Sara Rips speaks at Hastings Pride in 2021. The event's theme was "Joy in Justice."

Every June, LGBTQ communities around the world celebrate Pride Month.  

Pride 1) commemorates the 1969 Stonewall riots in NYC; 2) celebrates LGBTQ lives; 3) promotes dignity, equality and visibility of LGBTQ individuals; and 4) reminds us to reflect on how far we’ve come and where we still need to go.  

For this blog, I’m going to focus on the fourth prong.  

Where have we come from? 

One year after the Stonewall Riots in NYC, LGBTQ activists organized events in Chicago, Los Angeles and San Francisco.  Two years after the Stonewall Riots, LGBTQ activists organized Pride events in Boston, Dallas, Milwaukee, London, Paris, Stockholm and West Berlin. Three years after, Atlanta, Buffalo, Detroit, Washington D.C., Miami and Philadelphia hosted Pride marches.   

Over time, the marches transformed from protests to celebrations. As rights for LGBTQ Americans have advanced, Pride has been an opportunity to celebrate those wins. As queer people of all ages have found their sense of self and voice, Pride has been an opportunity to celebrate those gains.  

In the last few decades, Pride has continued to go through another transformation – commercialization.  The growing acceptance of LGBTQ people has led to corporations wanting to sponsor floats, events and entire parades as a way of showing support. This has led to debates within the LGBTQ community regarding how Pride events should operate.  

Despite the numerous changes to Pride, one thing has been consistent throughout every iteration: community helping community. At Pride parades across the world – from NYC to Lincoln to Paris – from the beginning to the present, dedicated individuals work tirelessly to ensure that community members have access to condoms, STD/HIV/AIDS testing, sex education and awareness, medical services, housing, employment and other community support services. Why? Because community helps community. Our sense of community has always been a driving force for protecting and fighting for the rights of our siblings.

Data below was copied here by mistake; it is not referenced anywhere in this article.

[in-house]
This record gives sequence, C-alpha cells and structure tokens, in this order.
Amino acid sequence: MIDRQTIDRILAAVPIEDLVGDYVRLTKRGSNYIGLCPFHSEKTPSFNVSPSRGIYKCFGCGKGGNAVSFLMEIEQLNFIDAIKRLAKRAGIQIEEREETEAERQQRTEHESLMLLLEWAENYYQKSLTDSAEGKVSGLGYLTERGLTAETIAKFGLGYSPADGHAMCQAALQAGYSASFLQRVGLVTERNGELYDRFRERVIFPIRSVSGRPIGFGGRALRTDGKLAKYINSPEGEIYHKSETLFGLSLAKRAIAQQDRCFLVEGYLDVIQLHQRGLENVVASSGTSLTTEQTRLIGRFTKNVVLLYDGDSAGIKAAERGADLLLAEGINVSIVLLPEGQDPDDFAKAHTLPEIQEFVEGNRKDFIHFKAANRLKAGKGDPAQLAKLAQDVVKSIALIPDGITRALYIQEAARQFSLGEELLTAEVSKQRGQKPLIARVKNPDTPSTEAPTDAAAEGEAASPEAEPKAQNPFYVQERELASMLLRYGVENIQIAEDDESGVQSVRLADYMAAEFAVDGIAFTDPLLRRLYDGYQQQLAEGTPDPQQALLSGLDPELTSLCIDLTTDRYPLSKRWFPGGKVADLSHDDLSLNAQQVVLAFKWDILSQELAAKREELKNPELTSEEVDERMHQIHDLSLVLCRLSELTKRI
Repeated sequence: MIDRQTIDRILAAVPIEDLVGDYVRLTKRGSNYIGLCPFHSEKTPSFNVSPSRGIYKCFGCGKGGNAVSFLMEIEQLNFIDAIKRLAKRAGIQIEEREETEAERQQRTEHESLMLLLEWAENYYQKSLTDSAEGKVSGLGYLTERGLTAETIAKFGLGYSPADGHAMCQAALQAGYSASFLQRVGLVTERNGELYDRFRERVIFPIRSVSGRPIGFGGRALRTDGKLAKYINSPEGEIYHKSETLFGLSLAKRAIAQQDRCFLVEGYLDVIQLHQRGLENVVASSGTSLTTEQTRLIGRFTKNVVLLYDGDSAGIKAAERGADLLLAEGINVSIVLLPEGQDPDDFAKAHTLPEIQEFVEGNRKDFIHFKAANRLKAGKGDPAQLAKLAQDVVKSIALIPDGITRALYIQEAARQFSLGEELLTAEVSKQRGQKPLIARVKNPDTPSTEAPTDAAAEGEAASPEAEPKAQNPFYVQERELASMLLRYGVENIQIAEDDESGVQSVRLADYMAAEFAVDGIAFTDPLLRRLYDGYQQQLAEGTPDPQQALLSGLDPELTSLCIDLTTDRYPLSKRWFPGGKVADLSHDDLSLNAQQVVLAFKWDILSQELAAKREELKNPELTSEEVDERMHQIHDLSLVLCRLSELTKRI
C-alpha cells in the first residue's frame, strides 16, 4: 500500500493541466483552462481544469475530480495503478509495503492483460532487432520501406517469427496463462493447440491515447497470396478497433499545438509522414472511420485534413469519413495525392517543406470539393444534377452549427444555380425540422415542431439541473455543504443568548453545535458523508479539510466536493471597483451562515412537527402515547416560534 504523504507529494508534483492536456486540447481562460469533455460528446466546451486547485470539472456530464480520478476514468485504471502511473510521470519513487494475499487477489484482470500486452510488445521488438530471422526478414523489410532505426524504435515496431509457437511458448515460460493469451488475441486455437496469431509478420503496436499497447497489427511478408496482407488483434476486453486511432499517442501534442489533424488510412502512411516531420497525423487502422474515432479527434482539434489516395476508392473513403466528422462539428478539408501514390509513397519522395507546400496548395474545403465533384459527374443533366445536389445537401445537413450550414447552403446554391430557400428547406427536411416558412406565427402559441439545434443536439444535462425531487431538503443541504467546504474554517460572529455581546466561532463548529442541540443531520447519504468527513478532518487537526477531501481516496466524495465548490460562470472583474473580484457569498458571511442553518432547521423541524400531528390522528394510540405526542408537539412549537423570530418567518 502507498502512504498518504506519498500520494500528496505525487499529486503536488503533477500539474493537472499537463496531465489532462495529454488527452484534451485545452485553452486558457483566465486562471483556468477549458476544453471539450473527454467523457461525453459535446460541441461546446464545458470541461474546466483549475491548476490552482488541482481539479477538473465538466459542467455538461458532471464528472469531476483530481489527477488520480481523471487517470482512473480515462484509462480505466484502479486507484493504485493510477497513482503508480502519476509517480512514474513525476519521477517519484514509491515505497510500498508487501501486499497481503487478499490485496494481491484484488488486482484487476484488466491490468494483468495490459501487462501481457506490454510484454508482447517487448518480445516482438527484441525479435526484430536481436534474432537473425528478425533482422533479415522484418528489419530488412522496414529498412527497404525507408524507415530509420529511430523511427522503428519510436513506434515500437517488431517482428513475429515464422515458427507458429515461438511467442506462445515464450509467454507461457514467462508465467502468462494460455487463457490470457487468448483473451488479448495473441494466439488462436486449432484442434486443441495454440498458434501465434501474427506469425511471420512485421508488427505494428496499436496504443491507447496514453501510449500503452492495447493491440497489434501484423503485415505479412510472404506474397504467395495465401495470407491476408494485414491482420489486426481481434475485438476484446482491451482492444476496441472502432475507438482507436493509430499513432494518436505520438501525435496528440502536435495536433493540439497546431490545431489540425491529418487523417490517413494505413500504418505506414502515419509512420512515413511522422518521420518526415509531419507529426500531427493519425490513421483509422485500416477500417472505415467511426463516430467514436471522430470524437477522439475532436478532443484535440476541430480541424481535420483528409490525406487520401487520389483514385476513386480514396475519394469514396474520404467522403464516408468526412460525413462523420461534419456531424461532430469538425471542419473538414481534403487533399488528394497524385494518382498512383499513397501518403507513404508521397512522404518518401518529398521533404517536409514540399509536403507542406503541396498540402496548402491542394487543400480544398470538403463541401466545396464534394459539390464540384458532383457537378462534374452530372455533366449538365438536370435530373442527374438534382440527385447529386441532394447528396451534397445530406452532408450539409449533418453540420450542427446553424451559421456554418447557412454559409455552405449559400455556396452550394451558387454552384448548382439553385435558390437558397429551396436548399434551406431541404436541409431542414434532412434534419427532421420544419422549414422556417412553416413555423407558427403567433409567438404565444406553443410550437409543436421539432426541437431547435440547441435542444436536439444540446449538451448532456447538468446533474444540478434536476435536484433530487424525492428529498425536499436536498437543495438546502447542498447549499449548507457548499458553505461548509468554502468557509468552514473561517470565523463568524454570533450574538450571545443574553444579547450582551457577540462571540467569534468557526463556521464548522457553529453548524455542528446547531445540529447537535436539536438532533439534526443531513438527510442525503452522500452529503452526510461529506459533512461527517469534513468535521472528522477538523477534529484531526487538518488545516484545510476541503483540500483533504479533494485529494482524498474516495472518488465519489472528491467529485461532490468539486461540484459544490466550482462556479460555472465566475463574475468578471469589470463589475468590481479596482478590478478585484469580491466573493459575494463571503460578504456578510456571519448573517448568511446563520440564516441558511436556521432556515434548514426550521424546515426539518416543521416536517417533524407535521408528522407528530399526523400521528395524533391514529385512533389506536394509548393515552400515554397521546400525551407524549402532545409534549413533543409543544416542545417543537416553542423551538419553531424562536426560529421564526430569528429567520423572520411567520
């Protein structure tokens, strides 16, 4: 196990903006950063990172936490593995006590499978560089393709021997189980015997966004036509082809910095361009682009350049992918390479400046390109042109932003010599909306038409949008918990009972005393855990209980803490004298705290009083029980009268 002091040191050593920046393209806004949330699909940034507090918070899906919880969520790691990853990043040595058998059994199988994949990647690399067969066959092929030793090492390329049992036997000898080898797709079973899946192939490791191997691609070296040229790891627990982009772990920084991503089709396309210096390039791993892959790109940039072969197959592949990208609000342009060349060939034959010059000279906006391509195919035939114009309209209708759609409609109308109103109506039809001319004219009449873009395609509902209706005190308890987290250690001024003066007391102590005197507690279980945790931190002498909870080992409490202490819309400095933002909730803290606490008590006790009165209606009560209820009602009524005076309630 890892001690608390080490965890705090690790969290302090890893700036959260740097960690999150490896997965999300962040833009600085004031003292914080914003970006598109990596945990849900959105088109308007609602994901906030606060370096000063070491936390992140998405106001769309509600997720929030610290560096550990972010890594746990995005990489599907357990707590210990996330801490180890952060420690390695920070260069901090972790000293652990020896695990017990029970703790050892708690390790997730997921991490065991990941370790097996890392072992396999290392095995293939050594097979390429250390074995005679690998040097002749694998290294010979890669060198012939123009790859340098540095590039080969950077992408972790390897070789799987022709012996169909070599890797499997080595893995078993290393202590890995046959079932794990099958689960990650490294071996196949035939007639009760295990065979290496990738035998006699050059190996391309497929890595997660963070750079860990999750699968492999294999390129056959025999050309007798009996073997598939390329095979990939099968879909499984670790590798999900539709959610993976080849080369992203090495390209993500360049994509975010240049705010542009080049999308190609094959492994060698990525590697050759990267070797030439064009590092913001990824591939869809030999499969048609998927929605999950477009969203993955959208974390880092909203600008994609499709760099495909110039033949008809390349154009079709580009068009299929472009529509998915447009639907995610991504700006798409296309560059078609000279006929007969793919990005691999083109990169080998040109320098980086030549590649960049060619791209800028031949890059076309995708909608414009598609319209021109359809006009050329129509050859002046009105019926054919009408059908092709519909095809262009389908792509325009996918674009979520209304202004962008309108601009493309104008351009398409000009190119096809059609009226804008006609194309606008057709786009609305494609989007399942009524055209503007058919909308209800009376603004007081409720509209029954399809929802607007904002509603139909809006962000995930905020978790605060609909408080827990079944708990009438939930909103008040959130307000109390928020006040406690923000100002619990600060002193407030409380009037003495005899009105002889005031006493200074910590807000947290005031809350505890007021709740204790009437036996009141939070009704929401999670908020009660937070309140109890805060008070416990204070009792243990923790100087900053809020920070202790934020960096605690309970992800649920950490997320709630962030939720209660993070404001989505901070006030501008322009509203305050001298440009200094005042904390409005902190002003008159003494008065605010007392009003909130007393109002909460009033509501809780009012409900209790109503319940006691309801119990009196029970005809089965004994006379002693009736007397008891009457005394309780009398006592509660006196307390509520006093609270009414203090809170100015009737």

Where do we still need to go?  

Despite all the amazing accomplishments, there is still so much work to be done. We must fight to ensure that transgender/nonbinary/gender-nonconforming individuals receive fair and equal treatment when it comes to access to employment, housing and public accommodations. We must fight to ensure that people can easily amend their vital records and government documents to reflect their true selves. We must fight to ensure that our nondiscrimination laws protect us in accordance with the Supreme Court’s ruling in Bostock. We must fight to ensure that same-sex parents have the same rights to their children as different-sex parents. 

This work can often be slow moving. It can often be tedious. It can often be heart wrenching. But make no mistake – this work must be done. The ACLU of Nebraska remains committed to challenging inequality in our courts, state agencies and legislature.  

Over the last year, we filed a lawsuit to challenge the Department of Health and Human Services’ rejection of an acknowledgment of parentage signed by two women. We started a Trans Rights Advisory Team to better understand the legal challenges and experiences transgender members of the community face. We helped students receive access to the appropriate restrooms while at school. We worked with community partners to help educate and advocate before the Legislature, city councils and state agencies. We worked to educate law students and lawyers about how to treat LGBTQ clients. 

These are just some of the highlights of the work we have done.  

As we reflect on what we have done, we feel hopeful about the future. There are some challenging days ahead of us. The right to access abortion hangs precipitously from a thread at the highest court in the land. What that means for LGBTQ rights is uncertain. But the fear is certainly substantiated. The vitriolic attacks against our transgender siblings are not likely to abate soon. We cannot shirk from protecting them, especially the youth. Their lives are on the line. 

Despite these dark horizons, one thing gives me a great sense of comfort: our community loves, supports and helps each other. Together, we must join hands and work together step-by-step to make change, just as we always have.